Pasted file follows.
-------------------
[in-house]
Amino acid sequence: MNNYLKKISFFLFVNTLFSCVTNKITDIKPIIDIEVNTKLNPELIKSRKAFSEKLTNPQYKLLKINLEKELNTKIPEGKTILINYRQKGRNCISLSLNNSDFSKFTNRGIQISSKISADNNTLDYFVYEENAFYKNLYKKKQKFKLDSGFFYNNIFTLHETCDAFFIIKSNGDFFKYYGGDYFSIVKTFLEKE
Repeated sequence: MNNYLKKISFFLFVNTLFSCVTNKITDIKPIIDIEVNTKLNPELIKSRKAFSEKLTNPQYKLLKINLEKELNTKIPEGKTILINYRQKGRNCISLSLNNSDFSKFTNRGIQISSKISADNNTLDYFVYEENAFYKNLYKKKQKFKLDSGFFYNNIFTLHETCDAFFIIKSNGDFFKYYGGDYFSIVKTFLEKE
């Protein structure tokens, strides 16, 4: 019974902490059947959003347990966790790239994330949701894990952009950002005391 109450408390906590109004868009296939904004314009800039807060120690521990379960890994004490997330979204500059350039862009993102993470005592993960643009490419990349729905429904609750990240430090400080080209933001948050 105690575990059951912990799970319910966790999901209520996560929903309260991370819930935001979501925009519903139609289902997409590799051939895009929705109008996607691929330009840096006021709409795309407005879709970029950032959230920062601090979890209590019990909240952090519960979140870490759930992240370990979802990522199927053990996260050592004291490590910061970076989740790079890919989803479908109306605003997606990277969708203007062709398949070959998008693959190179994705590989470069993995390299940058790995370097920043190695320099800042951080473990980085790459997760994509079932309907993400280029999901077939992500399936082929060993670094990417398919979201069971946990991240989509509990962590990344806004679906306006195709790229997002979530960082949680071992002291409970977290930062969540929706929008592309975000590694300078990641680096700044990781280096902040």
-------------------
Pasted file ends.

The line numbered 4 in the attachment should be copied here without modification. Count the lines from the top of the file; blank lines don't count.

């Protein structure tokens, strides 16, 4: 019974902490059947959003347990966790790239994330949701894990952009950002005391 109450408390906590109004868009296939904004314009800039807060120690521990379960890994004490997330979204500059350039862009993102993470005592993960643009490419990349729905429904609750990240430090400080080209933001948050 105690575990059951912990799970319910966790999901209520996560929903309260991370819930935001979501925009519903139609289902997409590799051939895009929705109008996607691929330009840096006021709409795309407005879709970029950032959230920062601090979890209590019990909240952090519960979140870490759930992240370990979802990522199927053990996260050592004291490590910061970076989740790079890919989803479908109306605003997606990277969708203007062709398949070959998008693959190179994705590989470069993995390299940058790995370097920043190695320099800042951080473990980085790459997760994509079932309907993400280029999901077939992500399936082929060993670094990417398919979201069971946990991240989509509990962590990344806004679906306006195709790229997002979530960082949680071992002291409970977290930062969540929706929008592309975000590694300078990641680096700044990781280096902040």